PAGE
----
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Most summer weekends, Owen and Terry packed backpacks and coolers and invaded Owen’s Nana’s house on Cape Cod. If they weren’t down the Cape, they might be in Faneuil Hall at a bar called Trinity. The legal drinking age was 21, but not Trinity. The boys started showing up there at 17. As long as you showed up at the door with women and showed the bouncer any piece of plastic from your wallet, you got in.
Owen, Ken, and Terry were working on a two night mission to Nantucket. With no kids or mortgages, weekend plans required nothing more than someone saying “Hey, let’s go to Nantucket.”
Without another word they dashed off for the ferry terminal in Hyannis. Owen was driving his black Jeep Wrangler. The coolest Jeep girls and guys drove stick and had after market off road tires. Owen’s was stock with an automatic transmission.
Crossing the bridge to Cape Cod was a big event. The bridge was a dividing line between life at home (school, parents, responsibility) and weekend vacation life. The crossing of the bridge always called for the perfect song to be playing at high volume. One summer it was Modest Mouse “Float On”. You made sure to crack a fresh cold one as you got to the apex of the bridge. [I’d still argue that one of the best tasting beers you can have is in a moving car. Please drink responsibly.]
They arrived in Hyannis and ditched Owen’s car in one of the parking lots near the ferry. They grabbed tickets and popped into a clam shack for a beer. Ken was sherpa for the weekend. He had all of the Nantucket contacts.
As soon as the boat shoved off from the dock and blasted the horn a couple of times, Ken borrowed Owen’s phone and took a slip of paper out of his velcro wallet that held a bunch of chicken scratch phone numbers. This was before smart phones. Text messaging did not exist. All of the leg work for a mission like this was conducted by phone call.
Ken starts making his dials. He’s got a brick sized flip phone in one hand and a beer in the other. The slip of phone numbers is pinched between the first two fingers on the beer hand. Kenny’s working the phones like a day trader. He’s looking for intel on a place for the guys to sleep as well as any other morsels that could be used to their advantage.
They were on the slow boat to Nantucket. Tickets were cheaper and more importantly, what’s the rush? They were sitting with the sun on their necks sipping ice cold cans of beer plucked from a giant fishing cooler that they lugged aboard (a two person operation). Somehow, none of the crew members gave them any trouble as they piled up empty cans on the table in front of them that they clearly did not buy from the commissary.
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As the fuzzy outline of the island showed up for the first time on the horizon, Ken’s efforts started to pan out. Not only had he found a place for the lads to sleep, he’d secured a vehicle for the weekend. He reported back to Owen and Terry.
During his barrage of dials, he’d uncovered a lead on the car. He figured out that a prep school chum had chosen the Hamptons this weekend over Nantucket. As soon as Ken uncovered this info, the math in his brain told him that her Nantucket car would go unused this weekend. He tracked down her number and got her on the line. She indeed was in NY and not MA that weekend and of course he can use the car. The car was parked at her dad’s tennis club. She’d call the club and let them know that some friends were coming to get the car for the weekend.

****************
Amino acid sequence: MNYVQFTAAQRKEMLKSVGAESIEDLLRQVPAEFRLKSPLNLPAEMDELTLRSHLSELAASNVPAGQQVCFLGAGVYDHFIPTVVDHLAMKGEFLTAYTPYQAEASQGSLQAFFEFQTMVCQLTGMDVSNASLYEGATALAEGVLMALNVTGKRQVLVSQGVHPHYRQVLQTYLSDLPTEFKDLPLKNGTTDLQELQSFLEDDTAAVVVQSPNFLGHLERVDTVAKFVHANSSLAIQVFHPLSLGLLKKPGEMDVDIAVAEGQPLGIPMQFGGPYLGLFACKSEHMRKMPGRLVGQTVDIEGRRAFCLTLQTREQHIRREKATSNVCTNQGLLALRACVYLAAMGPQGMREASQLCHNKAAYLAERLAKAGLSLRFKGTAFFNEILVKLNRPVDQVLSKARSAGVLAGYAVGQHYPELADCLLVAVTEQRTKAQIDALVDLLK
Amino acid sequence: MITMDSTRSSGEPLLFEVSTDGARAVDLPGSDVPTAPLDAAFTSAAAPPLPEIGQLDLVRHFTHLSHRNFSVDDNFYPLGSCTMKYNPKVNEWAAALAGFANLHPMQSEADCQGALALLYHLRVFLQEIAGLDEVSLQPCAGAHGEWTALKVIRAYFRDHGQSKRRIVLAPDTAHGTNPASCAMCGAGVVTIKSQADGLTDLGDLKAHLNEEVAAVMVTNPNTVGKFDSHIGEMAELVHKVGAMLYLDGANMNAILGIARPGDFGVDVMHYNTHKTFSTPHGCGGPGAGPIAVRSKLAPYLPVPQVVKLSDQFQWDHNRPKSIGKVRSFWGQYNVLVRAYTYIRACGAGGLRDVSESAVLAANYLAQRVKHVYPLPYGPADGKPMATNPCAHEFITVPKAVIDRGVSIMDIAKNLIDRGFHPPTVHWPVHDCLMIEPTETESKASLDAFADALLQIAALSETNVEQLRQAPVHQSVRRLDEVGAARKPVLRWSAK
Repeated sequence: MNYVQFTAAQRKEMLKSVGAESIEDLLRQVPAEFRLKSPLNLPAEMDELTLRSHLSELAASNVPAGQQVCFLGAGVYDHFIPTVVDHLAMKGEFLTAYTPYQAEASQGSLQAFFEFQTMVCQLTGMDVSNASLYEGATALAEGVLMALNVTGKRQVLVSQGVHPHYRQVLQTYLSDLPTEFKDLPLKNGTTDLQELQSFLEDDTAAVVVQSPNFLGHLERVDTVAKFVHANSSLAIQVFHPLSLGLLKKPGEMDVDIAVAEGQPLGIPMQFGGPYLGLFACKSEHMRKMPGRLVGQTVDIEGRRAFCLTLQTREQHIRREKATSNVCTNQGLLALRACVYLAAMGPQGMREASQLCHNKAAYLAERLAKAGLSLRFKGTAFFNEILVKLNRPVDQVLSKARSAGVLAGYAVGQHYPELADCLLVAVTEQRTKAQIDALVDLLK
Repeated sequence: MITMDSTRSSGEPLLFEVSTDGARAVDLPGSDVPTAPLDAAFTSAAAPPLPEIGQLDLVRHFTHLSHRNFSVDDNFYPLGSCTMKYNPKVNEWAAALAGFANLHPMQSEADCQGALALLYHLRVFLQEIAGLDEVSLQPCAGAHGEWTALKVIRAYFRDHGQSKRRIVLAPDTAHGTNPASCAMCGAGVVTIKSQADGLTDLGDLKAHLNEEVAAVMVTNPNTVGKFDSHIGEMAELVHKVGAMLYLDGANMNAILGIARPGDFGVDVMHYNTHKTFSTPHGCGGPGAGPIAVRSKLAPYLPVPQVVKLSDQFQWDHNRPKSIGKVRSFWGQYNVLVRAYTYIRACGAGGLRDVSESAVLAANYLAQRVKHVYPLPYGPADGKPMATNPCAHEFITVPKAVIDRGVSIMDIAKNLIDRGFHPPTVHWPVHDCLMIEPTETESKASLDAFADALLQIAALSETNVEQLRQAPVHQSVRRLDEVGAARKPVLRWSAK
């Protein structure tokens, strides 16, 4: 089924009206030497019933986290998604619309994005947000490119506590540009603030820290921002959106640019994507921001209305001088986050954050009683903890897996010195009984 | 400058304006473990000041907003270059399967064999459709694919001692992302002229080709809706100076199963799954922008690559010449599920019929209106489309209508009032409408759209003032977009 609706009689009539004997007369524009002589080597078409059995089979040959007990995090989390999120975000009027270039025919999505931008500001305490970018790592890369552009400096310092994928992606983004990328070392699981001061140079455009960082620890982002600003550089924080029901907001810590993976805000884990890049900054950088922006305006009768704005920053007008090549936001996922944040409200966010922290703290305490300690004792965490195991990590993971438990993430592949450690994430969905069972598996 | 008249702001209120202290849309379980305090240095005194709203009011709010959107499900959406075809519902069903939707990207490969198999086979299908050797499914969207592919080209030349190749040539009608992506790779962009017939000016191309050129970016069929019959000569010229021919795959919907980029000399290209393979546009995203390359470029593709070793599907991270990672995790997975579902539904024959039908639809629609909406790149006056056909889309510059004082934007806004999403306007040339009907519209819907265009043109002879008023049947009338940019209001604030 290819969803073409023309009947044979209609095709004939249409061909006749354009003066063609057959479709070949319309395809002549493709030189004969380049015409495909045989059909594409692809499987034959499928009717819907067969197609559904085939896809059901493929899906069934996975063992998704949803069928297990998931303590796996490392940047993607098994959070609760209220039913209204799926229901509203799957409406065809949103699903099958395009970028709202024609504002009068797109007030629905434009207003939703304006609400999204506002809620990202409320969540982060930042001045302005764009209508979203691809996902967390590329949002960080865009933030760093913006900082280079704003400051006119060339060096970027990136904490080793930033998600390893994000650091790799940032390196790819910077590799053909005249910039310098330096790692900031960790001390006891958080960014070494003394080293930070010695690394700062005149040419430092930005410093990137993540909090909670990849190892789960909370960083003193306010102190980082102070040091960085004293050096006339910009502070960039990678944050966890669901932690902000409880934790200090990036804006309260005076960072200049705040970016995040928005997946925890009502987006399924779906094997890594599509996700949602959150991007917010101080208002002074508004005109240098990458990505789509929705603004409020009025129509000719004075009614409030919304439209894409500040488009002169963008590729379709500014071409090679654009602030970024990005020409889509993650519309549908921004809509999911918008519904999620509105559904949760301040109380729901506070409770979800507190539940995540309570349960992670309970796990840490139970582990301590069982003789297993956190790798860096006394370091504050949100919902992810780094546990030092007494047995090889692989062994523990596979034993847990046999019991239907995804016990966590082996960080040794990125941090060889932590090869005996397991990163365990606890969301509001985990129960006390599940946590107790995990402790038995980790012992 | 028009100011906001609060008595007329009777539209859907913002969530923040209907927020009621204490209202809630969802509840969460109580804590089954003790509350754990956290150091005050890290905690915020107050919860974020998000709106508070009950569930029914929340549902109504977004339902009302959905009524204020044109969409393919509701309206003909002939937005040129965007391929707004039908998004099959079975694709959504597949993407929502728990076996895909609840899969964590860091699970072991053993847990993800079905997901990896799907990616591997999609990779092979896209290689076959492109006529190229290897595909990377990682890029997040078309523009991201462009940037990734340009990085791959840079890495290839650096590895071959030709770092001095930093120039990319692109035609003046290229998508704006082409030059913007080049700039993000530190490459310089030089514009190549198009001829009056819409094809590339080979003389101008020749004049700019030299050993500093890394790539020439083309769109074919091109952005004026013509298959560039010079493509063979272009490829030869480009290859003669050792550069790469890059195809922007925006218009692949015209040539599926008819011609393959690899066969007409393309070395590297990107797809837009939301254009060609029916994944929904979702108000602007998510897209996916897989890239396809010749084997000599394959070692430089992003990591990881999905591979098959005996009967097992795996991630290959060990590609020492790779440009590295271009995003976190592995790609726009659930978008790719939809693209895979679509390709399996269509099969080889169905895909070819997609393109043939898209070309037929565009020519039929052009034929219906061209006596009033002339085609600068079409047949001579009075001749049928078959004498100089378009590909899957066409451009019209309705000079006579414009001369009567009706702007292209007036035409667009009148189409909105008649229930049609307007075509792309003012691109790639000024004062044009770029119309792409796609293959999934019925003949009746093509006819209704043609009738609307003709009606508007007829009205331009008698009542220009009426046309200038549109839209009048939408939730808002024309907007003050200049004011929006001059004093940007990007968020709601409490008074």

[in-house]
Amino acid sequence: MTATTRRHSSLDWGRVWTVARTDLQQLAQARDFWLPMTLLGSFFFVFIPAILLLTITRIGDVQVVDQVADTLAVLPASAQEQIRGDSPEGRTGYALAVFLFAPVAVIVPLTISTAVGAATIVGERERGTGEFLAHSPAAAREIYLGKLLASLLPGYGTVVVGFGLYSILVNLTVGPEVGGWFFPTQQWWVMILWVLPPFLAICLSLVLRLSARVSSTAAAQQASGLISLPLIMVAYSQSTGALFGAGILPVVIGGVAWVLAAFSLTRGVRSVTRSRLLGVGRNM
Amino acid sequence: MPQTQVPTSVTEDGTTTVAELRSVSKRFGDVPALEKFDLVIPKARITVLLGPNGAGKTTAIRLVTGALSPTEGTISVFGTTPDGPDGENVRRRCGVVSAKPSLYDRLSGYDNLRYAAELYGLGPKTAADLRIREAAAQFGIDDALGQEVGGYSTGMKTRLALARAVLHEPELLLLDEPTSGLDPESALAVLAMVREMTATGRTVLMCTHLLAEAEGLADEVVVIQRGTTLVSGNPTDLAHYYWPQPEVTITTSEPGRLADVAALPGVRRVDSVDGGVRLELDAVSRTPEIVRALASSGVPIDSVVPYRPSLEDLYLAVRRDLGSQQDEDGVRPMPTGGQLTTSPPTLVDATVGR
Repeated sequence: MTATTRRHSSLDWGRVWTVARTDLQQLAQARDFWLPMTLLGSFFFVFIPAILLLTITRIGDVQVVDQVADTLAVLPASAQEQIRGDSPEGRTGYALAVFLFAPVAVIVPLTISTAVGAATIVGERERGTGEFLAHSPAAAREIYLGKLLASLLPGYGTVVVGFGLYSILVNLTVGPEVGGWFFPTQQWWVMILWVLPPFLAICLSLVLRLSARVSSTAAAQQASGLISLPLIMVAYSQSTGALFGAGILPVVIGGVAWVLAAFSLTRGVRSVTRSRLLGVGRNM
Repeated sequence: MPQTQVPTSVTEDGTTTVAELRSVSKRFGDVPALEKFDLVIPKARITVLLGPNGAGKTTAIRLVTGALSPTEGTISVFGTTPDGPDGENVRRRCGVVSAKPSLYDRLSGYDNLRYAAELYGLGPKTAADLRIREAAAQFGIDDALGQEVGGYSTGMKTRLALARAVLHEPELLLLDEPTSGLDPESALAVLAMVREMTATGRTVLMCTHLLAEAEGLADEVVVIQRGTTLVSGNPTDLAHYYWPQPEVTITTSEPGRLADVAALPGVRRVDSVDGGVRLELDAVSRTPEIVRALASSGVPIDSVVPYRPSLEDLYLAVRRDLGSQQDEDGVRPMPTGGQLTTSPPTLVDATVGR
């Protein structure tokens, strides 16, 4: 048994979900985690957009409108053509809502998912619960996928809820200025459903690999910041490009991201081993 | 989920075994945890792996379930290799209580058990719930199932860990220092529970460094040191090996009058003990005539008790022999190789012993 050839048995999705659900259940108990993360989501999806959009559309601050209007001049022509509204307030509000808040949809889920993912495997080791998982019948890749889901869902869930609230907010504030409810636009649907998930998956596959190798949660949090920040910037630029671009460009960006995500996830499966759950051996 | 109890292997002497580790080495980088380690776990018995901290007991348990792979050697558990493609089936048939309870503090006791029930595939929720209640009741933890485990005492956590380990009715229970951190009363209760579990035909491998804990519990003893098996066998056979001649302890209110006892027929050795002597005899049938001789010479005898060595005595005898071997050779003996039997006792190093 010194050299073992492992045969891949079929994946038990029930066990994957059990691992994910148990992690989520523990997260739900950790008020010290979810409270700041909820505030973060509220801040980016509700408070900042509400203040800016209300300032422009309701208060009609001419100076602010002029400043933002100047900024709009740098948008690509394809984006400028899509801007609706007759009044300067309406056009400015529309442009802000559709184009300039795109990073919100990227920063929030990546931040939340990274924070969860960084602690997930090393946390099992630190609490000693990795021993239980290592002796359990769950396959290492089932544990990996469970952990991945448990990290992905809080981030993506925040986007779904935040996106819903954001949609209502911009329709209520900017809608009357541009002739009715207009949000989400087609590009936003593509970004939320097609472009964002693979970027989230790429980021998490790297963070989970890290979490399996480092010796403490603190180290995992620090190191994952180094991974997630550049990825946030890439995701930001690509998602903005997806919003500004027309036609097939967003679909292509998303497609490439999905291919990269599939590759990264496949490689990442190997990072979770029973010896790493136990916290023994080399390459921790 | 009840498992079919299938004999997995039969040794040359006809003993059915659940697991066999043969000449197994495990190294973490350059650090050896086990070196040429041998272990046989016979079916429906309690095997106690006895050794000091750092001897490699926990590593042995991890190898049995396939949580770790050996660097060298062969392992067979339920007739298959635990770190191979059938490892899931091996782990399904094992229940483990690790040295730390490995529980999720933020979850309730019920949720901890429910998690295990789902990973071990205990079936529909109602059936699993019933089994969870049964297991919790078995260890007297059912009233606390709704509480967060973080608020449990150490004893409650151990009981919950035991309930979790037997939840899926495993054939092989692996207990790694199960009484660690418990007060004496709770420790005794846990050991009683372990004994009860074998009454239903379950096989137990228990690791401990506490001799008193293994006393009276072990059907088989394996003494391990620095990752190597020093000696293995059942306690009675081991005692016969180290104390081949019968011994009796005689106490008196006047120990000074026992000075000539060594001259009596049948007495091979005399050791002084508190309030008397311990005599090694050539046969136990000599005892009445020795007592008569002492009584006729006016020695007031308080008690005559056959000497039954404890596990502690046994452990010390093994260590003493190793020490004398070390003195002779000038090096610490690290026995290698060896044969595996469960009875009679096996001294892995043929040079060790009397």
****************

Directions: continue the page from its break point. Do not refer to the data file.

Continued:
“Great stuff, Ken. What about a place to stay?” Owen asked.
Ken started laying out the details for shelter.
He had connected the dots in a cluster of calls from a friend to a cousin to an uncle to a niece whose family had a small bungalow mid island somewhere. The house was unoccupied because it was a week away from being demo’d down to the studs to prepare for a full remodel. They’d be squatting. Terry doesn’t remember them ever getting a set of keys or hearing about permission being granted.
After a leisurely 2.5 hours, the boat bumped into the dock. The guys slung backpacks over their shoulders and Terry and Owen each grabbed a cooler handle to start lugging it down the gangway.
The rest of the weekend is dreamlike. There are moments in Terry’s mind that he can replay with perfect recall. But there are fuzzy sections and large chunks that are missing entirely from his mental TiVo of the weekend.
Here are a couple of clear scenes:
The boys get off the boat and start high stepping it right down Broad Street. They are in bathing suits and flip flops, lugging this monster cooler. They pass through the gates and tall privacy hedges of the tennis club. The valet at the club had been expecting Ken. They caught some disgusted looks from other members in their tennis whites and even more from folks in pink pants and sport coats as they headed inside for cocktail hour.
The valet handed them the keys and pointed them towards a late model, silver VW Jetta. If the Jeep Wrangler was the cherry car for late teen boys, it seemed like every cute chick wheeled around in a Jetta. The guys loaded up the car and drove it away. They did a lot of driving around that weekend, luxuriating in the convenience of having a car.
The only request from the car owner was a sweet, gentle ask to stay off the marshy beach roads that get tricky to navigate because of the deep ruts, bumps and swales. The main reason that you see hundreds of beautifully restored, vintage Land Rovers is a dick measuring contest among wealth managers. The other reason is because you need ground clearance on these roads. They ignored the request.
Ken, Terry, and Owen drove so recklessly over those motocross looking roads that they had daylight under the tires a few times during the weekend. On one piece of air, the car landed so hard that they crumpled the plastic splash shield that protects the under side of the engine. They were forced to pull over so Terry could crawl under the car and rip the heavy plastic sheet from the bottom of the car bare handed. He gouged chunks of skin from his knuckles in the process and still has the scars as a permanent reminder. Terry gently placed the full length undercarriage of the car in the beachy scrub brush and they continued on.